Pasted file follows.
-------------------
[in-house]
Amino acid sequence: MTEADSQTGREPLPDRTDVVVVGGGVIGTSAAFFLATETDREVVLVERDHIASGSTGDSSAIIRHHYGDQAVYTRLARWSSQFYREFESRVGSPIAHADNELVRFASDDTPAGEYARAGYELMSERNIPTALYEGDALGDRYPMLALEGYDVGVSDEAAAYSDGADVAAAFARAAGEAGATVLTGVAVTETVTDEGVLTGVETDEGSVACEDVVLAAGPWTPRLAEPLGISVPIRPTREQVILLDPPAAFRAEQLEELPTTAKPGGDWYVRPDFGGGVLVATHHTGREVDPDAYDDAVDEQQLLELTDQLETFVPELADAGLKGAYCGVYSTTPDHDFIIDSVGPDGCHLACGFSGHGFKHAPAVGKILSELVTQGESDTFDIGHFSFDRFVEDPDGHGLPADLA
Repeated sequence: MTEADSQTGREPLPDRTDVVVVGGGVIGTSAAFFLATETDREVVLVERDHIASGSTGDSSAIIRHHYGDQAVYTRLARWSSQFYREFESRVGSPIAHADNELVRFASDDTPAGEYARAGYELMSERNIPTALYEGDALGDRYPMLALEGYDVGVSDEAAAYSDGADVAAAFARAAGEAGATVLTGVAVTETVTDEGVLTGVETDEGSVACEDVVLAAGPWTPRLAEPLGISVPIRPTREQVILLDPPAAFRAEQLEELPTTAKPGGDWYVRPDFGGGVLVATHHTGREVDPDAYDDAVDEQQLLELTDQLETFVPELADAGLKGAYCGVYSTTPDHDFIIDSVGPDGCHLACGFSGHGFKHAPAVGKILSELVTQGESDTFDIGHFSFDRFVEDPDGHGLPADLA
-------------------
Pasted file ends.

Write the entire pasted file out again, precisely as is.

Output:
[in-house]
Amino acid sequence: MTEADSQTGREPLPDRTDVVVVGGGVIGTSAAFFLATETDREVVLVERDHIASGSTGDSSAIIRHHYGDQAVYTRLARWSSQFYREFESRVGSPIAHADNELVRFASDDTPAGEYARAGYELMSERNIPTALYEGDALGDRYPMLALEGYDVGVSDEAAAYSDGADVAAAFARAAGEAGATVLTGVAVTETVTDEGVLTGVETDEGSVACEDVVLAAGPWTPRLAEPLGISVPIRPTREQVILLDPPAAFRAEQLEELPTTAKPGGDWYVRPDFGGGVLVATHHTGREVDPDAYDDAVDEQQLLELTDQLETFVPELADAGLKGAYCGVYSTTPDHDFIIDSVGPDGCHLACGFSGHGFKHAPAVGKILSELVTQGESDTFDIGHFSFDRFVEDPDGHGLPADLA
Repeated sequence: MTEADSQTGREPLPDRTDVVVVGGGVIGTSAAFFLATETDREVVLVERDHIASGSTGDSSAIIRHHYGDQAVYTRLARWSSQFYREFESRVGSPIAHADNELVRFASDDTPAGEYARAGYELMSERNIPTALYEGDALGDRYPMLALEGYDVGVSDEAAAYSDGADVAAAFARAAGEAGATVLTGVAVTETVTDEGVLTGVETDEGSVACEDVVLAAGPWTPRLAEPLGISVPIRPTREQVILLDPPAAFRAEQLEELPTTAKPGGDWYVRPDFGGGVLVATHHTGREVDPDAYDDAVDEQQLLELTDQLETFVPELADAGLKGAYCGVYSTTPDHDFIIDSVGPDGCHLACGFSGHGFKHAPAVGKILSELVTQGESDTFDIGHFSFDRFVEDPDGHGLPADLA